URBANA, Ill. — When confronted with lawn weeds, typically we think of dandelion, creeping Charlie, and violet. These plants and many others are classified as broadleaved weeds, or dicots, and are easily distinguished from grasses which are monocots. Scientists have engineered herbicides that target broadleaved plants, while the chemical does not affect desirable turfgrass.
But what happens when you have a grassy weed appear in your lawn? Selective lawn herbicides containing 2, 4-D or dicamba, are useful in controlling broadleaves, but will not work on grasses, says Chris Enroth, University of Illinois Extension horticulture educator.
Annual grasses, such as crabgrass, are best controlled with a preemergent herbicide applied before the offending weeds germinate. Once the seed has germinated a homeowner should practice good lawn care culture that can make a lawn more competitive with the weeds.
Perennial grassy weeds like quackgrass or nimblewill are becoming more common in home lawns. “They are difficult to control because they are perennial, meaning they come back year after year,” Enroth says.
And since cool-season grassy weeds, like tall fescue, match the lifecycle of our desirable cool-season turfgrass species, this makes it difficult to find a targeted timeframe or chemical that will kill the offending plant, but leave the desirable turfgrass. Often, homeowners must resort to spraying a non-selective herbicide, such as glyphosate, rake out the dead patch, and reseed with their desired species of turf.
Enroth says lawn herbicides containing mesotrione have shown to be effective at controlling some troublesome grassy weeds like nimblewill. Other products are a bit pricey and best left to professional lawn care companies, and most can only legally be used by licensed applicators.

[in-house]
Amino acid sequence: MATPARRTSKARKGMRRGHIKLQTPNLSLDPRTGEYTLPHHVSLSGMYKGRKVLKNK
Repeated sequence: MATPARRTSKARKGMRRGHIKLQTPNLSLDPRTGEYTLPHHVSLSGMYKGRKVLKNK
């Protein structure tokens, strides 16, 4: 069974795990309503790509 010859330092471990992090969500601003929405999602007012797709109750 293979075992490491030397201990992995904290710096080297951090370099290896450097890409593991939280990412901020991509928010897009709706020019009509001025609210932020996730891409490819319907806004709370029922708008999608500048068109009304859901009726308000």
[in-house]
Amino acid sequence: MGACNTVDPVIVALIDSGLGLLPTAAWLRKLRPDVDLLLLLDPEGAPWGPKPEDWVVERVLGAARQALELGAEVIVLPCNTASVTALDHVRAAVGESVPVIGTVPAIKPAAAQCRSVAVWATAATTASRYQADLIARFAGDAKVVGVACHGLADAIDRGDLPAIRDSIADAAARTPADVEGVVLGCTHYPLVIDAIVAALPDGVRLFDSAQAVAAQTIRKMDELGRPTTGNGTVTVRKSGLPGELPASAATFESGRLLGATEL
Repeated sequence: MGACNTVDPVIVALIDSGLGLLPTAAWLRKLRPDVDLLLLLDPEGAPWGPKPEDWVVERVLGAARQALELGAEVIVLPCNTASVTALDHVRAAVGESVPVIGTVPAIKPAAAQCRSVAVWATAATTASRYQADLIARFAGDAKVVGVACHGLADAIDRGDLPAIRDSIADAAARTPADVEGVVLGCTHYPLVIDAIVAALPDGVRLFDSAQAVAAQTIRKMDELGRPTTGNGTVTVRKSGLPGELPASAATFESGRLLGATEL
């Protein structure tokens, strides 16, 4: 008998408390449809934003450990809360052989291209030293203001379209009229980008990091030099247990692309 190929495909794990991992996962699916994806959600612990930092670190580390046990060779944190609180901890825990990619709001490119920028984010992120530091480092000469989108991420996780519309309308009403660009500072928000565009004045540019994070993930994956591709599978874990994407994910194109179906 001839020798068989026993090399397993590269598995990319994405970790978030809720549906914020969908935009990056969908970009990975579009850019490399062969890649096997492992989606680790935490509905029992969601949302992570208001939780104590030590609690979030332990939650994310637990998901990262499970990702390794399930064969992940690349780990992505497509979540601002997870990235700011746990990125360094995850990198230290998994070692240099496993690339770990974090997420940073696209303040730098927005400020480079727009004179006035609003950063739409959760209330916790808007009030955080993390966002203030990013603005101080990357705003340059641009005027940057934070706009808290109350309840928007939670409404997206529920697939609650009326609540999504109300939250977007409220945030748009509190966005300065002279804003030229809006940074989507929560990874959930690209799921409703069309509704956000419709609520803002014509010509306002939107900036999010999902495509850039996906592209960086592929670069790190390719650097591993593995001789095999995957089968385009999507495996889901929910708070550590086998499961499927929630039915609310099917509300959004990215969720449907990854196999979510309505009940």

“I do not spray herbicides on my lawn," Enroth says. “I practice good lawn culture which gets me about 80% of the way to a perfect lawn. The other 20% is easy to live with.”
With this approach, Enroth looks for established vegetation. He defines a successful lawn as a groundcover that won’t erode and send sediment into the streams and rivers, plus, the plants must tolerate family activities. The benefit of weeds is that they are still green. The added benefit of weedy grasses is that at least they blend in, more or less, with the turf.
Proper lawn care practices
- Mow high – Set the blade to almost the highest setting (3½ inches). Cool season grasses, like turf-type tall fescue, prefer this height.
- Sharpen blades – Getting a mower’s blades sharpened can make a world of difference and will cut your lawn instead of beating up the lawn with a dull blade.
- Avoid high amounts of nitrogen in the early spring. The grass grows fast enough at that time of year. If you will only fertilize once, opt for the late summer to early fall for cool-season lawns.
- Overseed from late summer to early fall.
- Keep it clean. Pick up after pets.
- Stay on top of mowing. Avoid removing more the 1/3 of the leaf blade to not stress the lawn.
For more information on lawn care, connect with your local Illinois Extension county office at go.illinois.edu/ExtensionOffice.
WRITER: Chris Enroth, Horticulture Educator, University of Illinois Extension
PHOTO ACCESS: The photo in this article is available to download for media use.
Photo by Chris Enroth. Perennial grassy weeds like quackgrass or nimblewill are becoming more common in home lawns.
Illinois Extension leads public outreach for University of Illinois by translating research into action plans that allow Illinois families, businesses, and community leaders to solve problems, make informed decisions, and adapt to changes and opportunities.